I emailed back and forth with Steven Kennef from Logitrol to try to get the system working.  He claimed that the Gecko drivers were under warranty and that it must be a problem with the G320's as they were having some issues with "mosfet suppliers", or some other bogus crap like that.  So I took the system apart and sent the drivers back to Gecko for evaluation.

   After recieving and evaluating the Gecko 320's, I talked to thier engineer on the phone to discuss the problem.  He asked a lot of questions and informed me that the encoders that were installed at the time, "remco's", were drawing too much current causing the servo drivers to fail.  He also told me that if the drives were repairable, they would repair them for free of charge, even with Gecko paying return shipping!  But all 3 drivers were beyond repair......  Gecko did replace 1 servo drive for free under thier "one time stuff happens policy", which they didn't have to do and I was very greatfull for!  The other 2 I had to pay for, as well as 3 new encoders that the Gecko engineer reccomended from US Digital Encoder.

   Steven Kennef refuses to admit fault to this day.  He did send a $140 refund towards my costs of repairing the system that was supposed to be plug and play that his company built.  He claims that he can't afford to refund me at this time because his wife is sick in the hospital and he's having financial issues.  I apologize, I hope the best for everyone is health and happyness, but not being able to seperate business from personal issues and affairs is poor business.  I'm not even going to discuss that further, we'll just say my life isn't perfect at the moment but I don't use that as an excuse, and definatly no to customers.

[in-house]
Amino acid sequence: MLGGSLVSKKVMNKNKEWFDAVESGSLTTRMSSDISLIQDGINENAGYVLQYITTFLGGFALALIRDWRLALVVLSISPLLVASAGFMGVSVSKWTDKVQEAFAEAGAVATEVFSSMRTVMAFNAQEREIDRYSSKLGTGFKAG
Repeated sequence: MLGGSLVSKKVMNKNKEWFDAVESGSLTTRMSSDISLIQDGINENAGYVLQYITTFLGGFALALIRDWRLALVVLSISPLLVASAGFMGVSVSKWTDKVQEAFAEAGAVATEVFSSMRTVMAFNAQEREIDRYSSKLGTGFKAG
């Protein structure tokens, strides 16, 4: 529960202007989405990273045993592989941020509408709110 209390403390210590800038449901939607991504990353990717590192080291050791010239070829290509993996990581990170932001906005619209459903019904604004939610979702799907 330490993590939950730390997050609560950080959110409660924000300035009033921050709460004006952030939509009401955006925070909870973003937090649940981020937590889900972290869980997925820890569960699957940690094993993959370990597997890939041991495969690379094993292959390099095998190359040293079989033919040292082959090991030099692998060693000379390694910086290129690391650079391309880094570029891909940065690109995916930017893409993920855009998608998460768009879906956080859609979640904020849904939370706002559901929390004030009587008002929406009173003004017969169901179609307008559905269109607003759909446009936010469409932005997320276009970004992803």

Sorry for the long story, just pissy about the Logitrol deal and I want to warn others of my dealings with them.  Basically, it's a 50V power supply, Gecko 320 drivers, an isolated break out board, sevo's and encoders that are wired up in neat looking boxes.  My personal opinion is if your at all capable or atleast willing to learn, just do it yourself....  I will if I do it again.  Plus the knowlege gained will be worth 10 fold of what you save as far as money when you can diagnose and repair your own system.  Logitrol didn't design or wire anything special and all of the components are available from diffrent suppliers and I'm sure that there's people here in the Mach forum that would be more then happy to help you locate and source.  Plus you can probably save a lot of money, I paid Logitrol $2600, plus $600 for replacing damaged drivers and new encoders, and a $400 phone bill for calling Steven in Australia....  Lesson learned.

   And I highly reccomend Gecko drivers.  Thier customer service is amazing!  And this is also why I love the Mach controller!  This is an amazing support group and I'm very impressed with the knowlege and helpfulness of some of the members!